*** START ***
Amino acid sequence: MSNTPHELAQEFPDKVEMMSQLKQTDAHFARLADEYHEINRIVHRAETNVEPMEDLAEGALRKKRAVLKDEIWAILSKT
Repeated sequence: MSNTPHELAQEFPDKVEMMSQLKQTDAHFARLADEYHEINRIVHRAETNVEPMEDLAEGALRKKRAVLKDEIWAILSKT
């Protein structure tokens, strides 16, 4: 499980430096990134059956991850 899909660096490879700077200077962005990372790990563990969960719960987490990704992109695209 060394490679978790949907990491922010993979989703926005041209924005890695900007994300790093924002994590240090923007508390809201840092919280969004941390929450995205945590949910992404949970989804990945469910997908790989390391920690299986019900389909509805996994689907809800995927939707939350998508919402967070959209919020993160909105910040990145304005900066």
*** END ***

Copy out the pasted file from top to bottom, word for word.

Amino acid sequence: MSNTPHELAQEFPDKVEMMSQLKQTDAHFARLADEYHEINRIVHRAETNVEPMEDLAEGALRKKRAVLKDEIWAILSKT
Repeated sequence: MSNTPHELAQEFPDKVEMMSQLKQTDAHFARLADEYHEINRIVHRAETNVEPMEDLAEGALRKKRAVLKDEIWAILSKT
């Protein structure tokens, strides 16, 4: 499980430096990134059956991850 899909660096490879700077200077962005990372790990563990969960719960987490990704992109695209 060394490679978790949907990491922010993979989703926005041209924005890695900007994300790093924002994590240090923007508390809201840092919280969004941390929450995205945590949910992404949970989804990945469910997908790989390391920690299986019900389909509805996994689907809800995927939707939350998508919402967070959209919020993160909105910040990145304005900066």